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Are You Ready for the Next Disaster? 

   Keeping Water on Hand

Disasters happen, whether manmade or natural. Some are inconveniences; others are life-altering. Some of us live in higher risk areas for certain disasters and definitely need to have preparations in place. The best scenario for all of us is to have various response plans for potential disasters that could happen in our areas. Ask yourself what you would do if the following occurred.

  • Power outages, even long term

  • Storms and damage (wind, water, etc.)

  • Geophysical disasters (earthquake, volcano, tsunami, etc.)

  • Chemical spill or gas leak

  • Water source contamination

  • Climate dangers (wildfires, drought, extreme temperatures)

  • Food or fuel shortages

  • Epidemic or pandemic

  • House fire

  • Job or income loss

  • Terror attack

Preparedness doesn't have to involve a lot of money or creating an underground bunker, although it is recommended for those living in tornado alley to have a basement, storm cellar, or safe room. Sometimes small changes and acquiring new habits could make a big difference in times of disasters or shortages. 

Storing Water

Have you noticed when people get scared about things like a potential hurricane, a pandemic, or when a community's water system becomes contaminated, their first response is to make a panic run on the stores to buy bottled water? And it disappears fast. Why not avoid that hassle by storing extra water? 

I asked my father to build some water storage shelves in the garage almost 10 years ago, and we have been drinking filtered water and storing tap water ever since. I've had as much as 30 single gallon containers of water and 21 gallons in the 3 and 5 gallon jugs at one time. The water jugs do wear out over time, so I have to replace them occasionally. 


Three shelves can hold up to 30 gallons of water. The jug handle positions reveal which water needs to be used first.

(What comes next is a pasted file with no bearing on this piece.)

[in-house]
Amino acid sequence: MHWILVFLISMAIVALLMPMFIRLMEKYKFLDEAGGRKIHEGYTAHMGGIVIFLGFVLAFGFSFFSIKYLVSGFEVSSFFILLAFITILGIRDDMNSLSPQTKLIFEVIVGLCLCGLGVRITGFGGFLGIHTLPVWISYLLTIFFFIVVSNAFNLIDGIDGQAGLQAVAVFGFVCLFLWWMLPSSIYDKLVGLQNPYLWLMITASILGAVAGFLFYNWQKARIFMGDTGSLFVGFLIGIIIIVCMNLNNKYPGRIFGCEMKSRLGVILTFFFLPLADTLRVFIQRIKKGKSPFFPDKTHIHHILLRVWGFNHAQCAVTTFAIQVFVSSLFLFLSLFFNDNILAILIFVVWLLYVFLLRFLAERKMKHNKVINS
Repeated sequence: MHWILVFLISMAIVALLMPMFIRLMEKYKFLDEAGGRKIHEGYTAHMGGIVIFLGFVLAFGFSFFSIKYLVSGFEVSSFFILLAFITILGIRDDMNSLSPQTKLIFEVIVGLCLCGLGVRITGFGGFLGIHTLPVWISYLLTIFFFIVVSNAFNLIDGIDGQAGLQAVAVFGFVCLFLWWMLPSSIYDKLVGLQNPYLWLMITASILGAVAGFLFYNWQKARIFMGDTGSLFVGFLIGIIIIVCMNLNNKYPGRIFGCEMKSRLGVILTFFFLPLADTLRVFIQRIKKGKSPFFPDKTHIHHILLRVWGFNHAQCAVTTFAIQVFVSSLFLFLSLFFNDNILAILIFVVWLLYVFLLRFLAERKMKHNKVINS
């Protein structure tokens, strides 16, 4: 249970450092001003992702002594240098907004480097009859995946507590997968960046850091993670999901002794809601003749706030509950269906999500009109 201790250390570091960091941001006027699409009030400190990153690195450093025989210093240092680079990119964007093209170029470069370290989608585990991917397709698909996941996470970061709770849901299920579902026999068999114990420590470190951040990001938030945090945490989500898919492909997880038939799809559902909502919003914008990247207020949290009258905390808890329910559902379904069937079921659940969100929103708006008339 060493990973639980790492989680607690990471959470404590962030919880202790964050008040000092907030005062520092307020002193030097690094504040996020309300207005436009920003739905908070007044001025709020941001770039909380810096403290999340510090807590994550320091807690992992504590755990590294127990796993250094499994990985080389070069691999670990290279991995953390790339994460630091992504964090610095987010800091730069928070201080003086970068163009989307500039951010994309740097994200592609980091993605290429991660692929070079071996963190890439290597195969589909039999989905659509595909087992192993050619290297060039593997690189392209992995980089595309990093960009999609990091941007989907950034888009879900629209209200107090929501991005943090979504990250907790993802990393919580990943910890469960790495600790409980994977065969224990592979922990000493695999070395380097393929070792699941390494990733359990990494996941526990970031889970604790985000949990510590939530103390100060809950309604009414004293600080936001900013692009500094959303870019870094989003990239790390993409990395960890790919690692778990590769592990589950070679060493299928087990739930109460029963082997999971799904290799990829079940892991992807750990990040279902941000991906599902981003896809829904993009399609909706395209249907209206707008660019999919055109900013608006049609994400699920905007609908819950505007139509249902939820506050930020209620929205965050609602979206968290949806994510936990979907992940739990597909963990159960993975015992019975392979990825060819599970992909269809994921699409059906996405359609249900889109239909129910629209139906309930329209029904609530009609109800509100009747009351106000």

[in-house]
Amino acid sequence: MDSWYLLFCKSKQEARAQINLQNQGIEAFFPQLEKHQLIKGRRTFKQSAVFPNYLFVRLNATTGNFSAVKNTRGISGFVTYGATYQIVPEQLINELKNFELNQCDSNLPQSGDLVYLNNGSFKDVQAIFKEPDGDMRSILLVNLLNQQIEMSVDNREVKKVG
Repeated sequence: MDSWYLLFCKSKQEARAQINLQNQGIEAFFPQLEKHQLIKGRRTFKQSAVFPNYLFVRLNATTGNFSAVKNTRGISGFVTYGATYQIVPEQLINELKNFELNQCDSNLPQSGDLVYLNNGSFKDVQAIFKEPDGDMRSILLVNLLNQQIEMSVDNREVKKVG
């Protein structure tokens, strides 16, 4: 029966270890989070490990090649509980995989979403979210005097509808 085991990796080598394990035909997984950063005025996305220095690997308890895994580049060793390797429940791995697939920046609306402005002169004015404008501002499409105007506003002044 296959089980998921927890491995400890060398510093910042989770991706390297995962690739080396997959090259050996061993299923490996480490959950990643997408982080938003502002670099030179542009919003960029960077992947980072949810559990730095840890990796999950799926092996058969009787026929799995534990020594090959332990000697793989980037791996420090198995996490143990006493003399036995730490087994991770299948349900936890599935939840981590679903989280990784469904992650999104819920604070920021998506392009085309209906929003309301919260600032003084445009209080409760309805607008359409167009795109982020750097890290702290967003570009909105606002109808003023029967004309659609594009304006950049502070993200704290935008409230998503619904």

Filtered water will not store a long time like chlorinated water, so I devised a simple way to help me use the oldest water before the newest ones. The pictures below show how the jug handles reveal the ages of the water. 


The handles reveal three different ages of water. The oldestwater jugs' handles will be turned left; the next oldest water handles will be centered; and the most recently acquired water jugs' handles are turned to the right. 

Minimize handling the water jugs. You do not have to rearrange them in any particular order. Looking at the handles tells you which water jugs need to be used first. 


Oldest water - handle faces left - Use 1st

Next oldest water - handle faces center 

Newest water - handle faces right - Use last

Before shelving the most recently acquired jugs of water, turn all of the handles to the next oldest positionThat way you don't have to physically move the jugs to keep them in some kind of order. Post a little note if you can't remember the handle turning order.


Place any empty jugs on their sides so it's easy to see when it's time to get water. For us, that's when we reach 10 empty jugs.

My father and I have actually avoided those "run-on-the-store" events for supplies like water, food, toilet paper, and groceries because we keep a good inventory of necessities. 

This is one way you can take back some control from outside events, disasters, and crises beyond your control that impact your life. 

Donna Van Cleve

May 2020

Archived - "Preparedness"

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